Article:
But this time the stars were aligned for another meaningful collision. Both clubs were on the hunt for wild cards, and when the Mariners went 15-4 against the A’s, it was enough to knock Oakland out of the running entirely and catapult Seattle back into the race. The Mariners saw the last dozen meetings between them, including seven within 10 days in mid / late September.
Two games in the campaign face the Mariners 89-71 while the A’s are 86-74. Compared to the rest of the league, Seattle is 74-67 while Oakland is 82-69. Flip five of these games over with the Mariners winning “only” 10 out of 19, and the A’s would now take the first wild card position. There are many reasons why there won’t be an October this year as the team was far from perfect, but mathematically, the futility against Seattle alone made all the difference.
And it’s not just looking back like the June losses all came back before we knew they were going to matter. The A’s still had a chance of getting into September 20th and rode a five-game winning streak. All they needed was just the kind of late-season magic that we see pulling all the time and that they were right in the middle of their brewing. But the Mariners stopped them with a four-game sweep at the Coliseum. When Oakland recovered to sweep the first-place Astros and stay alive, Seattle swept them again to officially eliminate them.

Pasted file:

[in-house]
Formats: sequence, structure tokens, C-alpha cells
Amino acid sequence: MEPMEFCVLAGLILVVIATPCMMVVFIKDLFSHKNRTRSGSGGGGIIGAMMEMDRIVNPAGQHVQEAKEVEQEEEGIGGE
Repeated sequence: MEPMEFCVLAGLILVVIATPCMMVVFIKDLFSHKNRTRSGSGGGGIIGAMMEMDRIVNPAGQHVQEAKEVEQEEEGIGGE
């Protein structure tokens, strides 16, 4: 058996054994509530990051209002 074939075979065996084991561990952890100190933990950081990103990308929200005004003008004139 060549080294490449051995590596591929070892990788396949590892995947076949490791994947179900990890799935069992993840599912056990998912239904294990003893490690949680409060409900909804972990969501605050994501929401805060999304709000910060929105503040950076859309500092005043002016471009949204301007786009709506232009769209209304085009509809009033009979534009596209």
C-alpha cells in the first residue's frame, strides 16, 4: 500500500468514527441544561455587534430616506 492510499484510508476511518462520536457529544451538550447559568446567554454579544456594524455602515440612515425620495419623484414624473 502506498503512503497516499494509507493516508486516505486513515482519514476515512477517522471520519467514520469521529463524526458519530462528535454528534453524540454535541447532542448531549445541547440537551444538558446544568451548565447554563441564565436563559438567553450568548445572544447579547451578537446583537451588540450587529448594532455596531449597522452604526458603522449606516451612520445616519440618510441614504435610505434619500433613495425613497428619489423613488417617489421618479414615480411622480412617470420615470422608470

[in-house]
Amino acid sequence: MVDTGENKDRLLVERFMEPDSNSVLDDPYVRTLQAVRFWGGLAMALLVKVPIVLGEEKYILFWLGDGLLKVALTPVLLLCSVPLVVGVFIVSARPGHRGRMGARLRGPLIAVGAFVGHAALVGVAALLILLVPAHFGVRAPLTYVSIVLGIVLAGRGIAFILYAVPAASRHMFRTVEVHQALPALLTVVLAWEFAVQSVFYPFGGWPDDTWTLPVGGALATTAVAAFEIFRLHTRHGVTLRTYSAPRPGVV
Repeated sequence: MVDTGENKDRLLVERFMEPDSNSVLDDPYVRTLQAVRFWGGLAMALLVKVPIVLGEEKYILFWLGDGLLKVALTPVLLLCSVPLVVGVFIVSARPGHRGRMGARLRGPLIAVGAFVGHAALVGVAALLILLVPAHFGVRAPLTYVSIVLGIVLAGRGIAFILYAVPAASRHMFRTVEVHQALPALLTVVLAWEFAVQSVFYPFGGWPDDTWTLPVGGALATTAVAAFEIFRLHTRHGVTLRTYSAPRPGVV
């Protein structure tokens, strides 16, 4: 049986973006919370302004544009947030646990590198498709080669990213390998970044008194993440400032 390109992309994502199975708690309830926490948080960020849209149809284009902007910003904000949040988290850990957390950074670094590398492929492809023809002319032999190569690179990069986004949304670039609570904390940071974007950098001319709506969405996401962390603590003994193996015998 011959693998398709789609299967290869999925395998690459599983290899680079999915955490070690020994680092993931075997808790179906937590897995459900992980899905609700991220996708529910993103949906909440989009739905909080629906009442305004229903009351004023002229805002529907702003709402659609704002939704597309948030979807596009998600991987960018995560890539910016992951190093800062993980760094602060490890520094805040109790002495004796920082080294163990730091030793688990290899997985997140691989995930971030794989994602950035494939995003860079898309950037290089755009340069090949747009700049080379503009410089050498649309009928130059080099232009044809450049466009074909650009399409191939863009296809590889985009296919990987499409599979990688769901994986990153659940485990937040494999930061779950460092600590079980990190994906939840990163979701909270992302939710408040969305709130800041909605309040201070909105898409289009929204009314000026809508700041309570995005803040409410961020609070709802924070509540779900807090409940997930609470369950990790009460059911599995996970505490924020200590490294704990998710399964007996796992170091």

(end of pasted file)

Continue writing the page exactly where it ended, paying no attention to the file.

The last 25 matches of A.
– Brodie Brazil (@BrodieNBCS) September 30, 2021
After beating Houston again on Friday, the A’s have won their last nine non-Mariners games against three different opponents. What if it hadn’t been for her pesky Poseidon’s heel?
It gets even more tempting how close the matchup really was. While the A’s of 2006 thoroughly overran Seattle, the Mariners won six of their games with just one run and another five with two runs in 2021. Oakland was only beaten 87-70, an average of just over 4-3. Two of the losses came from blown saves and two more from blown ties in the 7th and 9th innings, respectively. Just flip these four results over and the A’s will be the same for the second wild card.
Instead, the Mariners battle for the postseason in the last few days of summer while the A’s play the string before heading home for the winter. Current players probably don’t think about the 2006 story, if they are even aware of it, and if they have a revenge tale on their mind, it’s the one that surrounds comments from Oakland Pitcher Cole Irvin in May.
But on a cosmic franchise level, this is an amortization. In 2006, the A’s used Seattle as a stepladder for the playoffs, and now, 15 years later, the wheel has turned and it’s time to pay the toll, with the Mariners directly snapping away the potential for a berth in Oakland in 2021 .
Chris Bassitt: “I don’t know how many people would have said this year that the Mariners are better than us. But the game proves otherwise.”
– Martin Gallegos (@MartinJGallegos) September 29, 2021